the matter from an artificially infected animal was transferred by inoculation to a human being, it produced at the seat of its insertion a discrete vesicle, which was not followed by a general eruption, as would often be the case with the original smallpox virus.
Though the illness thus induced was not infectious in the sense that it would not be communicated spontaneously from person to person, it could be so transferred artificially by inoculating patients with the lymph from a ripe human vesicle.
When transferred from cow to cow or from man to man the matter preserved unchanged the same property of producing the mild inoculation vesicle, harmless to the patient and to his surroundings; and thus a matter for inoculation was obtained of invariable strength, what was called later on, by Pasteur, 'virus fixe.'
The last and the most essential property which Jenner demonstrated to belong to the substance in question was the following: A man who had been inoculated with that substance could afterward be with impunity infected with a virus taken direct from a smallpox patient; the inoculation would be either abortive altogether or the effect much milder than in a man not so prepared. Jenner concluded from this most striking result that the inoculation with the matter cultivated by him in the cow would protect a man forever against contamination with smallpox, and he called that matter 'vaccine/ or cow lymph.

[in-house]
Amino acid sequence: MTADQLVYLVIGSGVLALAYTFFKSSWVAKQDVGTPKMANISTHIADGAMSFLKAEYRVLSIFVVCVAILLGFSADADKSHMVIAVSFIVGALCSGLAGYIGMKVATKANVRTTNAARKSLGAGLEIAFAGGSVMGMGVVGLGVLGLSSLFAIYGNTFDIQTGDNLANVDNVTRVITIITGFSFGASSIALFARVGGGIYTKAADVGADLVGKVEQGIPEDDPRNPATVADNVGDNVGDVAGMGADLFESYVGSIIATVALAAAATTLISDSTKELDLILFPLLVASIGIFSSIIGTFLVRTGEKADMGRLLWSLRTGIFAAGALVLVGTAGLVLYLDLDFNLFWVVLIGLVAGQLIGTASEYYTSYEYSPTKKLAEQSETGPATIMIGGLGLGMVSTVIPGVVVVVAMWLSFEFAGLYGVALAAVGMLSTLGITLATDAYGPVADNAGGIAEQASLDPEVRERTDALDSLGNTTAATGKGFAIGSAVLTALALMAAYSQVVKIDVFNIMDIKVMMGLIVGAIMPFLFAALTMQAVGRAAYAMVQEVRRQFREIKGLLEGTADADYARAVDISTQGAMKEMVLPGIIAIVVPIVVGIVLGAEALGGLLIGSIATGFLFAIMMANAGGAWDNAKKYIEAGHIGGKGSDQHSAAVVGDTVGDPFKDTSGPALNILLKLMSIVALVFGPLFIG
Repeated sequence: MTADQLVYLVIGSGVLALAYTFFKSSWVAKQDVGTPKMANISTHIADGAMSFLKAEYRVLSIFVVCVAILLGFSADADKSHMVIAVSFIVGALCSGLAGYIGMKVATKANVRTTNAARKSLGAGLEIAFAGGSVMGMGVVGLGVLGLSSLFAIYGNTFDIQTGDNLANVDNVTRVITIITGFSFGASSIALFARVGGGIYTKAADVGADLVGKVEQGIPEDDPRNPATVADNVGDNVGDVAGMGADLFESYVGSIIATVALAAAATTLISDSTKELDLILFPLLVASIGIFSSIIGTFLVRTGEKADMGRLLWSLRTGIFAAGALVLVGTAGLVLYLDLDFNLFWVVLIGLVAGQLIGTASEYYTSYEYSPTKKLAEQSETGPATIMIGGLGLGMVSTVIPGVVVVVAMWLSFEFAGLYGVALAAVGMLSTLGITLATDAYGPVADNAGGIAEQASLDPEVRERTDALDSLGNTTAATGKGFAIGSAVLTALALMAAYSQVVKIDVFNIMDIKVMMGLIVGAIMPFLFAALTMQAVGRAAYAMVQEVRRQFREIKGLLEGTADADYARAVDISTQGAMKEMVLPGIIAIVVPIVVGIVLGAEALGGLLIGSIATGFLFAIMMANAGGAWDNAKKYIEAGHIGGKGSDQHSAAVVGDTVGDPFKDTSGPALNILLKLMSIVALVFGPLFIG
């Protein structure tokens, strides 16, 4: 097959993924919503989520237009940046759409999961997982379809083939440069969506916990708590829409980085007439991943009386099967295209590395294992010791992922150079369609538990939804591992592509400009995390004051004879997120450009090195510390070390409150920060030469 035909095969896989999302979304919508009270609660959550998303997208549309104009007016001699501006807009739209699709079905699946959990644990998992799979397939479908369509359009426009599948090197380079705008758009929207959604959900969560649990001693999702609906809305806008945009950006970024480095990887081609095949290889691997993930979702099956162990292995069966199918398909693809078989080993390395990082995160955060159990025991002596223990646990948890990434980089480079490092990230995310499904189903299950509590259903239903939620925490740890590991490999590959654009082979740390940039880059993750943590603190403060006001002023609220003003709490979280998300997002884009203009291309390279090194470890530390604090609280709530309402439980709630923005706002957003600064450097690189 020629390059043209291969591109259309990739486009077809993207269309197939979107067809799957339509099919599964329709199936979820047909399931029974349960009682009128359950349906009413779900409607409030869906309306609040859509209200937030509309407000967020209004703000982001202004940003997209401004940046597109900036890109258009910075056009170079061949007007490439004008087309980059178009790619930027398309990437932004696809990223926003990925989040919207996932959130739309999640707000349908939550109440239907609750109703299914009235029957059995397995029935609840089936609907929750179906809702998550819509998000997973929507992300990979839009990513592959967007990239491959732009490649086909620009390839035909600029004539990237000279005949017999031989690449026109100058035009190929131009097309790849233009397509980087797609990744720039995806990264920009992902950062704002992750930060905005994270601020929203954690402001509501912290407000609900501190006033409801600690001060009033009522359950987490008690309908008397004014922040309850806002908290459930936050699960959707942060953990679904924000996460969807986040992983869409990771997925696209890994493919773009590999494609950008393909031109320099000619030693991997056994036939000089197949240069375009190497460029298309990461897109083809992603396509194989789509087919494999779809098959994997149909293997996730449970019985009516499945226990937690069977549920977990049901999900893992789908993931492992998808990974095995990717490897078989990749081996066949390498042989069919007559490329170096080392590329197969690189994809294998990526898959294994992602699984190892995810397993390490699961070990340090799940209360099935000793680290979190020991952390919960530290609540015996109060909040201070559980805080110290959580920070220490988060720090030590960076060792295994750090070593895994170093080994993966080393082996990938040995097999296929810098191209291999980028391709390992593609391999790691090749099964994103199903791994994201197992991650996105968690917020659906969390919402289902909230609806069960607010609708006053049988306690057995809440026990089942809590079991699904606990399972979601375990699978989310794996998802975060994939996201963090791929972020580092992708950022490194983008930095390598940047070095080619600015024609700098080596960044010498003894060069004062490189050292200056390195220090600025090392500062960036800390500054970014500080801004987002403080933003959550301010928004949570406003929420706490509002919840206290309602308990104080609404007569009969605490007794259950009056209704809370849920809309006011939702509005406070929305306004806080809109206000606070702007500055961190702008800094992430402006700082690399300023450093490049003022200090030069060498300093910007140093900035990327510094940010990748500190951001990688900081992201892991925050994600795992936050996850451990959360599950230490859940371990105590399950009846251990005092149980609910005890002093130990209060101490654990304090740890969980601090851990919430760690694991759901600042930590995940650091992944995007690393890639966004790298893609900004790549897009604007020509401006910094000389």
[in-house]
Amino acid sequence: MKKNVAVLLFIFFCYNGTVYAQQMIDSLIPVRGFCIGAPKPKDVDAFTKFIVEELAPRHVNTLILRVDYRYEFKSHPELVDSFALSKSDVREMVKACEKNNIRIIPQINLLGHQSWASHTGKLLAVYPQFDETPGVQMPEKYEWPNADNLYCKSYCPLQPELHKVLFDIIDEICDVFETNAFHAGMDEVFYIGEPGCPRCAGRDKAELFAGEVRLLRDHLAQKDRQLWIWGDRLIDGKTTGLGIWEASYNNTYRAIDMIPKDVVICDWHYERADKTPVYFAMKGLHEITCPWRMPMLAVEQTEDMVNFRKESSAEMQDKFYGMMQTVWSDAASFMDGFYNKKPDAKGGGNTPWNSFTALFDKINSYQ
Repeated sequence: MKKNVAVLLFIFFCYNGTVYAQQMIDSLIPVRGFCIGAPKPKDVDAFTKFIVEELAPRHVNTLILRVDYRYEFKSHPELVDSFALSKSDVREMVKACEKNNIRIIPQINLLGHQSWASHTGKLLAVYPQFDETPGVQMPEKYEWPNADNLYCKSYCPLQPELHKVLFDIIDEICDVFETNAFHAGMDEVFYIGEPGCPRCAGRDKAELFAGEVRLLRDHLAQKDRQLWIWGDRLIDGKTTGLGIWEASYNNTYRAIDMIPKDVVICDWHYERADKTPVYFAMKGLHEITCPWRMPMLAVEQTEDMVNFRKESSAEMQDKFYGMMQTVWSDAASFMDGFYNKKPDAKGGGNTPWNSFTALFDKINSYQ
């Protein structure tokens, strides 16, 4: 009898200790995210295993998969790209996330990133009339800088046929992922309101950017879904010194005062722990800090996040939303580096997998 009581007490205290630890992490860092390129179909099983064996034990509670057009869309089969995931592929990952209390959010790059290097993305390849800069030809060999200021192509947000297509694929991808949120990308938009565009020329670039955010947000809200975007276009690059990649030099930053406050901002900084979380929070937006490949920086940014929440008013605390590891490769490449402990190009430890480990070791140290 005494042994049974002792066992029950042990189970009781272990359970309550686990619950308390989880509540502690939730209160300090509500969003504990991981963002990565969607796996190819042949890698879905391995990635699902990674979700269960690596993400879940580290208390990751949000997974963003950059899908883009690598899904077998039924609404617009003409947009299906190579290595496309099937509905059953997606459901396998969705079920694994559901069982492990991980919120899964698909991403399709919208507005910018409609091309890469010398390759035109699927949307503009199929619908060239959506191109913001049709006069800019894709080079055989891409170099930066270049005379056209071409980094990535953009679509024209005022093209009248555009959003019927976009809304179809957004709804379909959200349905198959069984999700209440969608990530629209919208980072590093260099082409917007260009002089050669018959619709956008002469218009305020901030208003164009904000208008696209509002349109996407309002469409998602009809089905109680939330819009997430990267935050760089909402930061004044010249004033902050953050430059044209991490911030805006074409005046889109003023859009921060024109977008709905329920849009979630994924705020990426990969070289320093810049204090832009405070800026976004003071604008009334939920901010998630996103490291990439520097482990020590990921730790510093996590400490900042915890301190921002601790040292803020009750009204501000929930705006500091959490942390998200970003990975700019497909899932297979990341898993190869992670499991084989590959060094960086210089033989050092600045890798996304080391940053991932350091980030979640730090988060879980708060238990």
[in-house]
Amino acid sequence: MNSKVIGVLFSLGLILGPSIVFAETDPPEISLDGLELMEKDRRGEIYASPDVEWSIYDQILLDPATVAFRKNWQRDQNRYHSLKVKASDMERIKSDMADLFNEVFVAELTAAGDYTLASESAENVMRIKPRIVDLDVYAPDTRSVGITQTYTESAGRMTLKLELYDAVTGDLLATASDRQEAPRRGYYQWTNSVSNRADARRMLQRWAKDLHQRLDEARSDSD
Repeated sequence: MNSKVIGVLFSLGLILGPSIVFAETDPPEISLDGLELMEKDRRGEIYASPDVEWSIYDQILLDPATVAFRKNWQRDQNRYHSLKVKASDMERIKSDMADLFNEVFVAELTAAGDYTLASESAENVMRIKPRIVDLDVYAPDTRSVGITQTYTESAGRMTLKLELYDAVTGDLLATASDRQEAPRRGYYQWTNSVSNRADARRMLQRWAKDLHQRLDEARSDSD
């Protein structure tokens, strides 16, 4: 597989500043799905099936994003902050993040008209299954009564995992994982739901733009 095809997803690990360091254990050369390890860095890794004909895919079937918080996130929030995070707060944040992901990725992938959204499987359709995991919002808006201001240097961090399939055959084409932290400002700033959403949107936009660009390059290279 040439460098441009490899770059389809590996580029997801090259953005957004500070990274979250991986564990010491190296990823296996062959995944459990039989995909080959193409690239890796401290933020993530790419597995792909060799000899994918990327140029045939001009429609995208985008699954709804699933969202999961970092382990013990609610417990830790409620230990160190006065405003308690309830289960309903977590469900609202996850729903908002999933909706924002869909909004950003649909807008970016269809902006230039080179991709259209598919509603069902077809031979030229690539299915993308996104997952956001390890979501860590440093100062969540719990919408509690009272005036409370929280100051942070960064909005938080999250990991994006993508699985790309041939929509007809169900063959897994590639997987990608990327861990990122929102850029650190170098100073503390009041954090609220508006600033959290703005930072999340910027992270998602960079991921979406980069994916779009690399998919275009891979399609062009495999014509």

Jenner's experiments produced an immense impression throughout the world, and inoculation according to his system, which was called 'vaccination/ was rapidly applied to large numbers of people. When outbreaks of smallpox occurred in the midst of vaccinated communities, observations began to come in as to the actual effectiveness of the method in protecting against the disease.
These observations proved that the system possessed an undoubted and exceedingly high beneficial effect, though the following two restrictions had to be imposed upon the originally conceived expectations:
1. The protection was not absolute. In every outbreak of smallpox a number of patients were and are met with who are attacked, generally mildly, but also in some cases fatally, though they had undergone a successful vaccination, some even at a comparatively recent date before the attack. Only the proportion of such patients to the whole of the vaccinated community is very markedly smaller than the proportion of attacks in the non-vaccinated; and also the severity of the attack, as well as the proportion of deaths to attacks, is in the vaccinated much smaller.
2. This favorable difference between the outbreaks among vaccinated and non-vaccinated is maintained not for life, but for a limited number of years, and disappears gradually, and at length altogether, unless the individuals be revaccinated. Observation has shown that the